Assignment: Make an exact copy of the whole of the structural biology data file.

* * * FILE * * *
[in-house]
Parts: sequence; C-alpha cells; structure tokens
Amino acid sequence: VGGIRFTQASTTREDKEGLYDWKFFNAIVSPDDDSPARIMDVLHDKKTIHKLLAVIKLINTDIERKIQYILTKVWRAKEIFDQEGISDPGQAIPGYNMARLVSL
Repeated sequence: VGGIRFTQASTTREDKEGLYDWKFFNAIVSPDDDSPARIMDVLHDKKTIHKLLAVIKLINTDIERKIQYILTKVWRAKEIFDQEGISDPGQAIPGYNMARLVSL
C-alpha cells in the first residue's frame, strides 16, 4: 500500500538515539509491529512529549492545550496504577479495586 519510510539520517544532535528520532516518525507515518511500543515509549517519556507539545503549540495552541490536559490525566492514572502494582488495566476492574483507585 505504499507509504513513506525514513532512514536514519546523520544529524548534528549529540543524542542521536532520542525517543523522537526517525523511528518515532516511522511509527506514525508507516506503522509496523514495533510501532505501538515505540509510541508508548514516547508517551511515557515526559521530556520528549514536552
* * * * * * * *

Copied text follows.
[in-house]
Parts: sequence; C-alpha cells; structure tokens
Amino acid sequence: VGGIRFTQASTTREDKEGLYDWKFFNAIVSPDDDSPARIMDVLHDKKTIHKLLAVIKLINTDIERKIQYILTKVWRAKEIFDQEGISDPGQAIPGYNMARLVSL
Repeated sequence: VGGIRFTQASTTREDKEGLYDWKFFNAIVSPDDDSPARIMDVLHDKKTIHKLLAVIKLINTDIERKIQYILTKVWRAKEIFDQEGISDPGQAIPGYNMARLVSL
C-alpha cells in the first residue's frame, strides 16, 4: 500500500538515539509491529512529549492545550496504577479495586 519510510539520517544532535528520532516518525507515518511500543515509549517519556507539545503549540495552541490536559490525566492514572502494582488495566476492574483507585 505504499507509504513513506525514513532512514536514519546523520544529524548534528549529540543524542542521536532520542525517543523522537526517525523511528518515532516511522511509527506514525508507516506503522509496523514495533510501532505501538515505540509510541508508548514516547508517551511515557515526559521530556520528549514536552